The city of Adelaide in Australia will host the World Potato Congress (WPC) in 2023.
The WPC will have a theme of ‘Old World Meets New’, focusing on the historical status of the potato as a food staple.
It will also focus on the innovation and technology applied to its production today, and the investment in research and development being undertaken locally and internationally.
“WPC’s ambition is to become a premier global networking organisation for potato professionals”
There will be consideration given to global changes in sustainability, climate, culture and population.
Potatoes South Australia presented the WPC board with an all new initiative which also featured strongly in South Australia’s successful bid to host the event.
As of the 2023 congress, a ‘WPC Trust for Developing Nations’ will be established, the purpose of which will be to help fund potato industry research, development and education in developing nations.
The potato industry’s philanthropy in the developed world will aim to meet the following objectives including:
- Assisting in eradicating extreme poverty and hunger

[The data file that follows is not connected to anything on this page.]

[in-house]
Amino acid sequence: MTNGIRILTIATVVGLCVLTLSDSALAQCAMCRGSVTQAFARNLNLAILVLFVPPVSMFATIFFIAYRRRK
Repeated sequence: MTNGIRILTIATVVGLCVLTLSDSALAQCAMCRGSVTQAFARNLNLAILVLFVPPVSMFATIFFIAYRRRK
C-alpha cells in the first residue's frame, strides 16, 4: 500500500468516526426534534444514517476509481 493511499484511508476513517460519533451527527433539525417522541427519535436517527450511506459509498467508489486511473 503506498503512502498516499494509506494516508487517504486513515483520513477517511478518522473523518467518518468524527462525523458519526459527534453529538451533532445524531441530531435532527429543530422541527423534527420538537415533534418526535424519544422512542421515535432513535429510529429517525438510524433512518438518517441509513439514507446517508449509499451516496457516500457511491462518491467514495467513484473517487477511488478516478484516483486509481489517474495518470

- Developing global partnerships and encouraging information sharing
- Improving water use efficiency
- Increasing yields from a diminishing arable/useable area
- Increasing educational and nutritional standards
- Reducing food loss and waste in the value chain
Romain Cools, World Potato Congress President & CEO, commented: “Together with our Board and the International Advisory Committee, I am so pleased that Adelaide will host the 12th World Potato Congress in 2023.
“WPC’s ambition to become a premier global networking organisation for potato professionals includes, by definition, establishing activities in all regions and continents. Inviting the global potato scene to join us in Australia in 2023 is illustrating that sharing knowledge, experience and innovation will push this unique sector of the agro-food industry further ahead.
“We are confident that under the theme ‘Old World Meets New’ this congress will increase capacity and quality for the potato value chain in the host country as well as in all traditional and new potato growing areas in the world.”